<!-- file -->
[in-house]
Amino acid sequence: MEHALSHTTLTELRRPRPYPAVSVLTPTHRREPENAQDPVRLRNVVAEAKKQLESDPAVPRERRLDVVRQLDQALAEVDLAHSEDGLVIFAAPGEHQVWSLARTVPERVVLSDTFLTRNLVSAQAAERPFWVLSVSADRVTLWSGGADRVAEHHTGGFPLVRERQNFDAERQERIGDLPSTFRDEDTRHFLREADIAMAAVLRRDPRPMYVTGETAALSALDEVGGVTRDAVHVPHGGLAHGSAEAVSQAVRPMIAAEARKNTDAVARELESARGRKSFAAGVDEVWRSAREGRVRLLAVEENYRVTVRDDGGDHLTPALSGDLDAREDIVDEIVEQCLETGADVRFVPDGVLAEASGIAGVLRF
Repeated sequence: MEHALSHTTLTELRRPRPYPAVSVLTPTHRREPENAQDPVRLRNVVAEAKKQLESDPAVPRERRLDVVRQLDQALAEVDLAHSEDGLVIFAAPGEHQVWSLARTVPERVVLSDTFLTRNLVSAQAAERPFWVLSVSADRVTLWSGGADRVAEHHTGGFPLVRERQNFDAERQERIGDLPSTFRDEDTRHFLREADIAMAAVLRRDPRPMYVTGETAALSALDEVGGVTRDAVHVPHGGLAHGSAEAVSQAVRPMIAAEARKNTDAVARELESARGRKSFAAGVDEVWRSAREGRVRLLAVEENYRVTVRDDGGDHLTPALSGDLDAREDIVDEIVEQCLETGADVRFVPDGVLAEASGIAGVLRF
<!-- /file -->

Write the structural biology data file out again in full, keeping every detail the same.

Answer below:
[in-house]
Amino acid sequence: MEHALSHTTLTELRRPRPYPAVSVLTPTHRREPENAQDPVRLRNVVAEAKKQLESDPAVPRERRLDVVRQLDQALAEVDLAHSEDGLVIFAAPGEHQVWSLARTVPERVVLSDTFLTRNLVSAQAAERPFWVLSVSADRVTLWSGGADRVAEHHTGGFPLVRERQNFDAERQERIGDLPSTFRDEDTRHFLREADIAMAAVLRRDPRPMYVTGETAALSALDEVGGVTRDAVHVPHGGLAHGSAEAVSQAVRPMIAAEARKNTDAVARELESARGRKSFAAGVDEVWRSAREGRVRLLAVEENYRVTVRDDGGDHLTPALSGDLDAREDIVDEIVEQCLETGADVRFVPDGVLAEASGIAGVLRF
Repeated sequence: MEHALSHTTLTELRRPRPYPAVSVLTPTHRREPENAQDPVRLRNVVAEAKKQLESDPAVPRERRLDVVRQLDQALAEVDLAHSEDGLVIFAAPGEHQVWSLARTVPERVVLSDTFLTRNLVSAQAAERPFWVLSVSADRVTLWSGGADRVAEHHTGGFPLVRERQNFDAERQERIGDLPSTFRDEDTRHFLREADIAMAAVLRRDPRPMYVTGETAALSALDEVGGVTRDAVHVPHGGLAHGSAEAVSQAVRPMIAAEARKNTDAVARELESARGRKSFAAGVDEVWRSAREGRVRLLAVEENYRVTVRDDGGDHLTPALSGDLDAREDIVDEIVEQCLETGADVRFVPDGVLAEASGIAGVLRF